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Skills Gap And Restrictive Budgets Inhibiting Transformation Investments: Boomi And Vanson Bourne

Sydney, Australia – June 9, 2020 – Boomi™, a Dell Technologies™ business, today announced new global research that reveals although organisations are reaping the rewards of IT modernisation, digital transformation and innovation, their efforts are being inhibited by various challenges, including restrictive budgets and lack of in-house skills.

The report, The State of Modernisation, Transformation, and Innovation in the Digital Age, commissioned with Vanson Bourne, outlines that 59 per cent of survey respondents said effectively using technology has been the key to transformational success. However, one in two decision makers admit their company isn’t innovating at a competitive rate. The top barriers for digital transformation and innovation efforts include insufficient in-house skills (41 per cent) followed by a restrictive budget (33 per cent).

The survey of 1,200 business and IT decision-makers around the world, including Australia and New Zealand (A/NZ), also found that despite their progress in modernising, 95 per cent of organisations are facing challenges. As well as budget and technical knowledge, chief concerns span business processes and risk to the business.

“As business and technology leaders continue to institute technology-driven change, many are seeing initiatives fall behind due to internal skills gaps and challenging budgets, among other roadblocks.” said Nicholas Lambrou, Managing Director A/NZ at Boomi.

“Despite outcomes to-date, new and unexpected complexities introduced by the ‘new normal’ of work have placed further emphasis on the importance of continued modernisation, transformation and innovation. With this new research showing dividends in customer experience (CX) and streamlined operations, it is imperative business and IT decision makers turn their attention to connecting their digital assets to further reduce cost and accelerate time to value for internal and external stakeholders.”

The report of 1,200 business and IT decision-makers around the world, including Australia and New Zealand, also revealed:

  • Businesses are turning to ‘low-code’ to drive transformation initiatives: Companies are trying to do more with employees who have less technical expertise. That’s why investing in low code platforms is a big focus for more than half of enterprises that don’t have one already. Almost half anticipate they will introduce a low-code development platform before the end of 2020.
  • Companies are honing in on customer experience and employee productivity: Today’s transformation efforts are focused primarily on customer experience (54 per cent) and employee productivity (50 per cent). Both of these areas are crucial for supporting more modern, agile customers and workforces. Business and IT decision makers agree the biggest benefit they have seen from modernisation is improved customer experience (49 per cent).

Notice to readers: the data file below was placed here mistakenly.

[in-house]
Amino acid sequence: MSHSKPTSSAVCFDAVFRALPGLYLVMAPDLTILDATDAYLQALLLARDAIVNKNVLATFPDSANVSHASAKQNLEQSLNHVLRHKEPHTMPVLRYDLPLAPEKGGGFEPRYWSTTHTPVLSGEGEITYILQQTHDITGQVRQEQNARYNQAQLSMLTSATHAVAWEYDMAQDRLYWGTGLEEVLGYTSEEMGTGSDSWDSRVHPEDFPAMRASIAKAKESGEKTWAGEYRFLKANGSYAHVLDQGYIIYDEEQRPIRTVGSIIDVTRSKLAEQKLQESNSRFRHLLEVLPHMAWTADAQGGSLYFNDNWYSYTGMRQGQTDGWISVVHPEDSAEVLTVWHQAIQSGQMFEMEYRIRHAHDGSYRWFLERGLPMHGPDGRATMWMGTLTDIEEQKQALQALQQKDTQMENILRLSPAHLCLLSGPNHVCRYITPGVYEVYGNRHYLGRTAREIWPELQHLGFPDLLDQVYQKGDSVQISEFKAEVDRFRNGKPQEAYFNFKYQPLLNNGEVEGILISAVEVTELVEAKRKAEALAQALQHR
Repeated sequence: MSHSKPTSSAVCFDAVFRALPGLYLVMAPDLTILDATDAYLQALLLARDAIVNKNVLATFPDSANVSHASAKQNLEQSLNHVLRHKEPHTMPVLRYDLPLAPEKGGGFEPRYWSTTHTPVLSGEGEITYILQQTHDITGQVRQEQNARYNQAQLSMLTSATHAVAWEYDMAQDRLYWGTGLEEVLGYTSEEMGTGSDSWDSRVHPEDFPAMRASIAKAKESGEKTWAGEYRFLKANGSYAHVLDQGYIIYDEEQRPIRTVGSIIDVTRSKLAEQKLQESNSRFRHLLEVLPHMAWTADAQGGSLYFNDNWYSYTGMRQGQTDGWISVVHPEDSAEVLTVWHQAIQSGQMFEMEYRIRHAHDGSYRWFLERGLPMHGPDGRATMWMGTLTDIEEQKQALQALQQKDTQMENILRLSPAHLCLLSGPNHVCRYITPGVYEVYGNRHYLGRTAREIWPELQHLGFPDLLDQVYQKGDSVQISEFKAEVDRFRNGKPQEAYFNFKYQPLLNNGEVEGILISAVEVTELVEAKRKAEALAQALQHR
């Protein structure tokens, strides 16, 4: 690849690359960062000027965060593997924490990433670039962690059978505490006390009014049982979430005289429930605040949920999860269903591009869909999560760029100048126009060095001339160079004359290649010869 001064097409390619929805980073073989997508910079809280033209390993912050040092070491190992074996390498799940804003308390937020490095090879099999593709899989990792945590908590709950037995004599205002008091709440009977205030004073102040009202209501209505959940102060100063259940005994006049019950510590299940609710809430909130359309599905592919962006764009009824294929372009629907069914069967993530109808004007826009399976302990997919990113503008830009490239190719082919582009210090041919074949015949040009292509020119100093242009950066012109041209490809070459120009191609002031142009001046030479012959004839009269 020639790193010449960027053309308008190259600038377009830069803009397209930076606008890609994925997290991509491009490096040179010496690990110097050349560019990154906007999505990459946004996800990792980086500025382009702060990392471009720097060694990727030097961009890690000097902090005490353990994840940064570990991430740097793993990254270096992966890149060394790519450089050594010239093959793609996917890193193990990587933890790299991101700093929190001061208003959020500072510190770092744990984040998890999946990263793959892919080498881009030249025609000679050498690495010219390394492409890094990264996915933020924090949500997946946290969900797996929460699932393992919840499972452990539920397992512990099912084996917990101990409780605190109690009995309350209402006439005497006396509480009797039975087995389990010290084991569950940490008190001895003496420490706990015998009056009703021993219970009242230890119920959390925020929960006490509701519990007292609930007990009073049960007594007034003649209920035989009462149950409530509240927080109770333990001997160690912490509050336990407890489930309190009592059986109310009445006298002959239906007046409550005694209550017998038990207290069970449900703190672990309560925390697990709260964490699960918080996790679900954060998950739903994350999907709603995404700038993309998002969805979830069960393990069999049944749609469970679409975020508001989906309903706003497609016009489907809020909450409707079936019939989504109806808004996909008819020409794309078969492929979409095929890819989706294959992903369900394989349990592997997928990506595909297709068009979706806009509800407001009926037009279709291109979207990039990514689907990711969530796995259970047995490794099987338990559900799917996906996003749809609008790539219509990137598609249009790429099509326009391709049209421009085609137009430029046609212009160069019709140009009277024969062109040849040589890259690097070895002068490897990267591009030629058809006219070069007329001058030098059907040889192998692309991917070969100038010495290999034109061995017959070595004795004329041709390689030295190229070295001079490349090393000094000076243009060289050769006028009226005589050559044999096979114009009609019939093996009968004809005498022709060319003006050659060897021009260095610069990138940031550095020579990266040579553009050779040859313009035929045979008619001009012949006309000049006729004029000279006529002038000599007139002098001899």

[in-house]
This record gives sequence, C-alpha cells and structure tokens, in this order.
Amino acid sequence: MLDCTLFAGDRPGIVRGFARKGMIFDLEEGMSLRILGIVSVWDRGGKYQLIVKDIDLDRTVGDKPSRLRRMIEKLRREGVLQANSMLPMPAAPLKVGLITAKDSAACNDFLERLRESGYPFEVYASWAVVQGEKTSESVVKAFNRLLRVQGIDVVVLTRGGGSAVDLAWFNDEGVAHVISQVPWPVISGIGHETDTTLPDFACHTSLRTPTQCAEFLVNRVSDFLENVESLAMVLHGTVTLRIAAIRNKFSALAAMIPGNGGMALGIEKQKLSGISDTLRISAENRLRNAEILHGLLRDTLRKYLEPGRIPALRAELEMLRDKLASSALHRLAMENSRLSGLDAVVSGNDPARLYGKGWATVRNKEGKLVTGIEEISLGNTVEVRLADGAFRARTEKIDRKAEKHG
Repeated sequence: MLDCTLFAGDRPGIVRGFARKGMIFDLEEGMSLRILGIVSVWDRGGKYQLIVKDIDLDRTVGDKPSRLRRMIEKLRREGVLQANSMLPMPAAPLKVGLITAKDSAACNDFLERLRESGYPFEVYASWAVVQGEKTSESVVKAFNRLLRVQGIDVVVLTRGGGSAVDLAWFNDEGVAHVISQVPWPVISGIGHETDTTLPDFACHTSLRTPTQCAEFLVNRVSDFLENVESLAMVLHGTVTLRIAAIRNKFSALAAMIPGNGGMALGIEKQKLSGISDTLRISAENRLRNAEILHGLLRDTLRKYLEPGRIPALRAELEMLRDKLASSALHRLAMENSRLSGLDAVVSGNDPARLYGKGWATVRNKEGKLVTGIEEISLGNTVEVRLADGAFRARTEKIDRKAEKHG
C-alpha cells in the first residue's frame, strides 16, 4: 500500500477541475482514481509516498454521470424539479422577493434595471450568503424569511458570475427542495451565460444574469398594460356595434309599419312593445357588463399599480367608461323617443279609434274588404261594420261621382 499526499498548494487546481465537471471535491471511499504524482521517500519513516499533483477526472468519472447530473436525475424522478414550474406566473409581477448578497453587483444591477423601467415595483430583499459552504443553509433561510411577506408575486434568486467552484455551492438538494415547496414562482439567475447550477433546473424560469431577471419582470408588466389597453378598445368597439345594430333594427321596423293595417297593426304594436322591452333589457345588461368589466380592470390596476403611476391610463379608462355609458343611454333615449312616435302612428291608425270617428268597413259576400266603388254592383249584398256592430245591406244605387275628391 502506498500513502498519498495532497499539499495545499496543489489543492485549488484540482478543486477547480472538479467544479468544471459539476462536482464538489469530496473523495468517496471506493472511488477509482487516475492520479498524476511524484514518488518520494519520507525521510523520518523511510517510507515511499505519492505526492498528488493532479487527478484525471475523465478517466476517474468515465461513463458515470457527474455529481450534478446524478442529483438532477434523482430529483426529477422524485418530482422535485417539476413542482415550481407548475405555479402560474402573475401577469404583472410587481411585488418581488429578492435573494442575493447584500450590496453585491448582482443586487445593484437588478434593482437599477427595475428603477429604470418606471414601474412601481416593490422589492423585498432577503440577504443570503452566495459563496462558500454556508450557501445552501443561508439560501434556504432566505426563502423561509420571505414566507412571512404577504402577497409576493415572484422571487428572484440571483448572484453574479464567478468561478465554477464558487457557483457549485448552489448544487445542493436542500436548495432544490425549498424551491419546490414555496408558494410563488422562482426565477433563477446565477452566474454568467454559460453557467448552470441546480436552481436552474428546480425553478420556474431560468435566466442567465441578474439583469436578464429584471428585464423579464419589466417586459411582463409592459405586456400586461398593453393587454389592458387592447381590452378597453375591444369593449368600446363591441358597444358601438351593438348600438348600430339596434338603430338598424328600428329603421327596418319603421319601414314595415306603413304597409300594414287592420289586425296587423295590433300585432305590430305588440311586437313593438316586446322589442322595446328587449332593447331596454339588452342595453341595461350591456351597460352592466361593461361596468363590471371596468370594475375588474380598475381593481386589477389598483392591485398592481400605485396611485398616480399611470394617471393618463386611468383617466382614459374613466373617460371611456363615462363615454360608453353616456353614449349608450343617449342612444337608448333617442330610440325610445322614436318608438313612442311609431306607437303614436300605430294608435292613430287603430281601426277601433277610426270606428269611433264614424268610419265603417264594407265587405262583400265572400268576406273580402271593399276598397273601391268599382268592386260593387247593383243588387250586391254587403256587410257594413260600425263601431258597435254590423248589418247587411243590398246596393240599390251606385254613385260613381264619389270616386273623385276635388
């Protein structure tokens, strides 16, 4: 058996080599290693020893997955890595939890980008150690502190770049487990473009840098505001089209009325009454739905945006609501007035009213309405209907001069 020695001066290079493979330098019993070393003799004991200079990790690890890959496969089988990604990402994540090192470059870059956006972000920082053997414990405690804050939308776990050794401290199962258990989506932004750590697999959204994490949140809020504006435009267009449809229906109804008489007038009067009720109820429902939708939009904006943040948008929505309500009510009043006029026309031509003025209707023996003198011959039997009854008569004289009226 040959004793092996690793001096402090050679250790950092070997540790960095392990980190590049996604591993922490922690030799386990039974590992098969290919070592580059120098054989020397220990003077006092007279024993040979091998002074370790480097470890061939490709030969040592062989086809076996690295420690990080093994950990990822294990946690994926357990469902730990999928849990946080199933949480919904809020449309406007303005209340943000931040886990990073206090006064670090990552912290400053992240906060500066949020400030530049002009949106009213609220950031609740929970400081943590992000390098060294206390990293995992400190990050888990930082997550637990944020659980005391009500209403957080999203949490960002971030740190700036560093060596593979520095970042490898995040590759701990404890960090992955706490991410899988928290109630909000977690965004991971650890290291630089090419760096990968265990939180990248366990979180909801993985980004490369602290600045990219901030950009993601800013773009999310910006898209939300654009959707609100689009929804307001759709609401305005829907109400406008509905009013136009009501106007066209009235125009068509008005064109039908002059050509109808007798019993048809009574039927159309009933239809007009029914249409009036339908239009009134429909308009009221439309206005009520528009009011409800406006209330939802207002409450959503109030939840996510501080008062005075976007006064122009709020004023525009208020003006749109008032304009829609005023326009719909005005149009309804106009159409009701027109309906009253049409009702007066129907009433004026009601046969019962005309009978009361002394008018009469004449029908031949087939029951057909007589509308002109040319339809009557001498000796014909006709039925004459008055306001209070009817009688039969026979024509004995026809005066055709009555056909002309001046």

• The CEO currently drives innovation among C-suite, but within three years innovation will be a company-wide responsibility: Organisations still need to modernise, transform and innovate, and it will take a company-wide shift to make that happen. Currently, innovation is led from top-down by the CEO (65 per cent), CIO (58 per cent), and department heads (54 per cent), while only 12 per cent said the workforce as a whole is leading it. However, 56 per cent of respondents anticipate that innovation will be everyone’s responsibility in three years, and not just that of the leadership.

Additional data revealed:

  • 39 per cent agree that their organisation is regularly “out-changed” by its competitors and industry peers.
  • IT decision makers see more benefits to modernisation overall than business decision makers, especially when it comes to streamlining processes (48 per cent).
  • The top-two modernisation priorities for executives are IT enterprise architecture (61 per cent) and cloud adoption (56 per cent), both geared towards improving customer experience (CX).
  • Top technology investments for innovations include: big data analytics (41 per cent), artificial intelligent (AI, 37 per cent), security innovation (36 per cent), Internet of Things (IoT, 33 per cent) and integration platfrom-as-a-service (iPaaS, 32 per cent).
  • 59 per cent of organisations agree they have to get technology “right” over the next 12 months to ensure continued success.
  • 86 per cent say that technology will dramatically change the way their organisations operate over the next 10 years.

Technology supports and drives every business, from banks to retailers, whether customer-facing or internally focused. Companies that find ways to maximise their budget when investing in digital strategies and technologies have the opportunity to improve their ROI.

“Though modernisation, transformation, and innovation have paid dividends in recent years, organisations can’t afford to rest on their laurels,” said Chris Port, Chief Operating Officer at Boomi. “Not when business priorities, drivers of change, and technology needs are rapidly converging, as reflected in this survey.

“Employees drive every business process and interaction. Investing in your workforce today by improving their training, workflow, and resources with technology will position your company as the one to beat. It takes the right kind of culture and the right people to continuously out-change and get ahead of the competition.”


Boomi partnered with Vanson Bourne to survey more than 1,200 IT decision makers and business decision makers from 19 countries across North America, EMEA, and Asia-Pacific (including Australia and New Zealand). Respondents represented eight key sectors and companies ranging from 500 to more than 3,000 employees.

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